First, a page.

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Bryan Parsons '97
This article originally appeared in the Bentley Magazine.
Bryan Parsons '97 is working to redefine equality in corporate America. As associate director of risk management at Ernst & Young and an activist for LGBTQ (lesbian, gay, bisexual, transgender and questioning) equality, he understands the benefits of an inclusive workplace for companies and individuals.
Parsons’ advocacy has personal roots. He kept his own sexuality under wraps for the first three years of professional life.
“When talking with my co-workers, I felt like I was running on a 15-second delay,” he says of the pressure to censor a core element of his identity. Over time, he concluded that hiding part of himself had a professional downside. He needed to build trust with fellow staff and with clients to be more effective in his work.
Parsons came out to co-workers and, soon thereafter, resolved to help others do likewise.
“For the firm to function at its best, I knew that other people needed to feel comfortable bringing their whole self to work,” says Parsons, who joined the San Francisco office of EY in 2012.
His LGBTQ activism began like that of many employees in workplaces around the country. Parsons joined a small, informal group of EY colleagues who were personally connected to the cause. They organized meetings after normal work hours and reached out to other companies that had robust LGBTQ efforts underway.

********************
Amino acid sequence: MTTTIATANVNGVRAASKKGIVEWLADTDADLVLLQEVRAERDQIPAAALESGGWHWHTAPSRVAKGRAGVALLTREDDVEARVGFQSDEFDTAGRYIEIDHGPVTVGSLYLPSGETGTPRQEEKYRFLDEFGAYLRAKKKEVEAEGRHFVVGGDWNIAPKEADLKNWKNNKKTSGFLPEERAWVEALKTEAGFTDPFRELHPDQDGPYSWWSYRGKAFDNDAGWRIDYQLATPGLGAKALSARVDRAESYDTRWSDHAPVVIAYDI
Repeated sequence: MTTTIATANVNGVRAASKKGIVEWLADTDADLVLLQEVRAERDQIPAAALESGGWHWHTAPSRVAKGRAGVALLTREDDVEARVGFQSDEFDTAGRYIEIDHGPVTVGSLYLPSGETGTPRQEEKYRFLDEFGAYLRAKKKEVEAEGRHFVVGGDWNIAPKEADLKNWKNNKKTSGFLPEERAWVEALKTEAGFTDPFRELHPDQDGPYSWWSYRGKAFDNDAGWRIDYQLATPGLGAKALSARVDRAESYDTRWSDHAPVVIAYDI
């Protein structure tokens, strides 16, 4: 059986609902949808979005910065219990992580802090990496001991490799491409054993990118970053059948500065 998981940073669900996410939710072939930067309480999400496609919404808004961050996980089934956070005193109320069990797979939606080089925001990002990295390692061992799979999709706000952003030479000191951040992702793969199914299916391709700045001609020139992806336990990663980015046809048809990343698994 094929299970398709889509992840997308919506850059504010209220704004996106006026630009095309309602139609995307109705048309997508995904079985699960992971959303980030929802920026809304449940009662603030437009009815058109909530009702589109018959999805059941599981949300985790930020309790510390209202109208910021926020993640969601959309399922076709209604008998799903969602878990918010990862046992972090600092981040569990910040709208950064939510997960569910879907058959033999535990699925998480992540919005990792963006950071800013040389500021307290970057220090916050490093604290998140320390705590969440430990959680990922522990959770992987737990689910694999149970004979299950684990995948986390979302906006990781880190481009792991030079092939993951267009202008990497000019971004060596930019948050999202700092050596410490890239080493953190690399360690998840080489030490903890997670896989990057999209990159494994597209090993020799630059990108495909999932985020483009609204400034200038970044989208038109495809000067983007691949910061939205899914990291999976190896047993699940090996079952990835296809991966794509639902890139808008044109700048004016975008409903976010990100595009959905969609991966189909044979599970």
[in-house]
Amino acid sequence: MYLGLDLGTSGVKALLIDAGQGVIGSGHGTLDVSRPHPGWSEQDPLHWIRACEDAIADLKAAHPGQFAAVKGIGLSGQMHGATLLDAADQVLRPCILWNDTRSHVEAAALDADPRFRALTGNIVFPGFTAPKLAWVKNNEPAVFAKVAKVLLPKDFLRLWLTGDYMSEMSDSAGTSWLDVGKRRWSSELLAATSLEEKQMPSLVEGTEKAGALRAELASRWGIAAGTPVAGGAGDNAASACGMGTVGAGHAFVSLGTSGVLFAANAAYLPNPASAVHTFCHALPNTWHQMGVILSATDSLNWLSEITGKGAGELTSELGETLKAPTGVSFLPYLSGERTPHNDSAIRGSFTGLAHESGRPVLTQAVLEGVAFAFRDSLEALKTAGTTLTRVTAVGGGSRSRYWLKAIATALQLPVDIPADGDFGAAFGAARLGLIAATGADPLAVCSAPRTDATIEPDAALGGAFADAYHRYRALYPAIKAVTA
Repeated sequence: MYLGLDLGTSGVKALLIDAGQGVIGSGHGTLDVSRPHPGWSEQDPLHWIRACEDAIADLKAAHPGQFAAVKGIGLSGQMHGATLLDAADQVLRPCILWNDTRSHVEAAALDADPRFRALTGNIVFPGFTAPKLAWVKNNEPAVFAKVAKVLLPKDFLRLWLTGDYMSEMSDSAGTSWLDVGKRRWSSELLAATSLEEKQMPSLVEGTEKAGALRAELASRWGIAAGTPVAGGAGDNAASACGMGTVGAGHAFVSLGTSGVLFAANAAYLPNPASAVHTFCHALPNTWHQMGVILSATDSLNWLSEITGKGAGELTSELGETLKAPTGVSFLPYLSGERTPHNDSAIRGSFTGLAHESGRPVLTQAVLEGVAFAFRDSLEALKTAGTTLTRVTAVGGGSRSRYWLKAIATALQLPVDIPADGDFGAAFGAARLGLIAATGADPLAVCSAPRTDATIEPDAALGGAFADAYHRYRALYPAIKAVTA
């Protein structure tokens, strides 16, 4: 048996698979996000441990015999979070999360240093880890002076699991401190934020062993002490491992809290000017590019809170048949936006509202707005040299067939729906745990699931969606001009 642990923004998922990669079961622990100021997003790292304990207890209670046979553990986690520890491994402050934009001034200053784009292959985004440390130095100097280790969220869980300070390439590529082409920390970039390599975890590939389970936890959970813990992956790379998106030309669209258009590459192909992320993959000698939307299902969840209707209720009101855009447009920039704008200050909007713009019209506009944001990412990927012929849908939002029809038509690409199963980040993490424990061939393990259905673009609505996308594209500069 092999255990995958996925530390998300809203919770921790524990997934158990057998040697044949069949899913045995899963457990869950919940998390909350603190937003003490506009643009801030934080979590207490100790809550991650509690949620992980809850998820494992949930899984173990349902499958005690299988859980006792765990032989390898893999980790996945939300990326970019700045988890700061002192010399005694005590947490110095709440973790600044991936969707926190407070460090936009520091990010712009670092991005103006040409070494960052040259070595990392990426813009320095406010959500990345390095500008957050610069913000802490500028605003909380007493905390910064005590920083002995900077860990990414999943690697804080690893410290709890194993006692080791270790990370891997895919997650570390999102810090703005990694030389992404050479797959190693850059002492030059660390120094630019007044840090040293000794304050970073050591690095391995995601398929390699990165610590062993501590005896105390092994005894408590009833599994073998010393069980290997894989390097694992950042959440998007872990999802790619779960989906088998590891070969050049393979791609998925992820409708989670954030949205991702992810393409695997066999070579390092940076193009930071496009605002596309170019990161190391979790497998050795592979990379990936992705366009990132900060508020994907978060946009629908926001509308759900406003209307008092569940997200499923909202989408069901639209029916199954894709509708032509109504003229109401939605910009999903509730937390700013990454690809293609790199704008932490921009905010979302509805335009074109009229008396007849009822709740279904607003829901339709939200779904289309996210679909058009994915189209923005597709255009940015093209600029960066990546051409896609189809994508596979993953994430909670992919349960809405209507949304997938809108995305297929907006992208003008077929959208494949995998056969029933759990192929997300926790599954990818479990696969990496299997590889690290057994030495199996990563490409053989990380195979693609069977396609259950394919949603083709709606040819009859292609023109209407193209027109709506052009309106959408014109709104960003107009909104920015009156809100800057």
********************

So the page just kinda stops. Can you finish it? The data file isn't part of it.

As a first initiative, the group sought to add LGBTQ to the diversity platform at EY. The company already offered formally structured programs for gender and ethnic diversity, and the LGBTQ group recognized a need for similar focus.
The EY group went on to align with the Human Rights Campaign, the largest LGBTQ activist organization in the country. In addition to providing advice and counsel to LGBTQ people in the workplace, the organization compiles an annual Corporate Equality Index (CEI), whose criteria include demonstrating an inclusive environment for LGBTQ employees. EY earned a perfect score on the index for 2013 and 2014.
“Corporate America loves awards, so we thought the CEI would be a productive initiative,” Parsons says with a smile.
With a current focus on promoting LGBTQ diversity as a business driver, he sees positive signs among leading employers. For example, 278 companies filed a “friend of the court brief” on behalf of United States v. Windsor, as non-litigants in the case with a strong interest in the issues being considered. The case precipitated the landmark Supreme Court ruling on the Defense of Marriage Act.
“Never before have so many respected companies publicly used their collective voice on the courthouse steps in the name of equality,” he says. “They understand both the power of inclusion and the real cost of inequality.”
Share experiences and professional advice with Bryan Parsons and other members of the Pride affinity group, a subgroup of the Bentley University Community on LinkedIn. To learn more, contact Joseph Dreeszen, senior assistant director, Center for Alumni, Parents and Friends, by phone (781.891.2109) or email (firstname.lastname@example.org).
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